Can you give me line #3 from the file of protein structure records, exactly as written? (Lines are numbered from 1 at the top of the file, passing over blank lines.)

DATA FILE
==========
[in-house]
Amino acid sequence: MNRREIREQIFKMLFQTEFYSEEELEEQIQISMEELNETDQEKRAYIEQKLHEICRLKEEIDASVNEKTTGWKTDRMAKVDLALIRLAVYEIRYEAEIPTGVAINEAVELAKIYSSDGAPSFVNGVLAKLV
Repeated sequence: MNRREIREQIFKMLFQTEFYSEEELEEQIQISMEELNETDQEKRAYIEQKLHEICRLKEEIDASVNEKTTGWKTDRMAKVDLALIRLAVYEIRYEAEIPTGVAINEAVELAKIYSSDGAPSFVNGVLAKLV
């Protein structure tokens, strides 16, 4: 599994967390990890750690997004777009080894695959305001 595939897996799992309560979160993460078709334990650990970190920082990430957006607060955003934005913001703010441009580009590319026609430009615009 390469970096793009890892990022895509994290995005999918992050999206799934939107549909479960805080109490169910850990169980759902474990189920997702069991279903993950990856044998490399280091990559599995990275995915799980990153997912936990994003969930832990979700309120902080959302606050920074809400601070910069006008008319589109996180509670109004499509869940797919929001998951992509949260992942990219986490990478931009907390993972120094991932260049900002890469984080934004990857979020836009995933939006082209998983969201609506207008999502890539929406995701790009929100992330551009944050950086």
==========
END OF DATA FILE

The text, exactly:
Repeated sequence: MNRREIREQIFKMLFQTEFYSEEELEEQIQISMEELNETDQEKRAYIEQKLHEICRLKEEIDASVNEKTTGWKTDRMAKVDLALIRLAVYEIRYEAEIPTGVAINEAVELAKIYSSDGAPSFVNGVLAKLV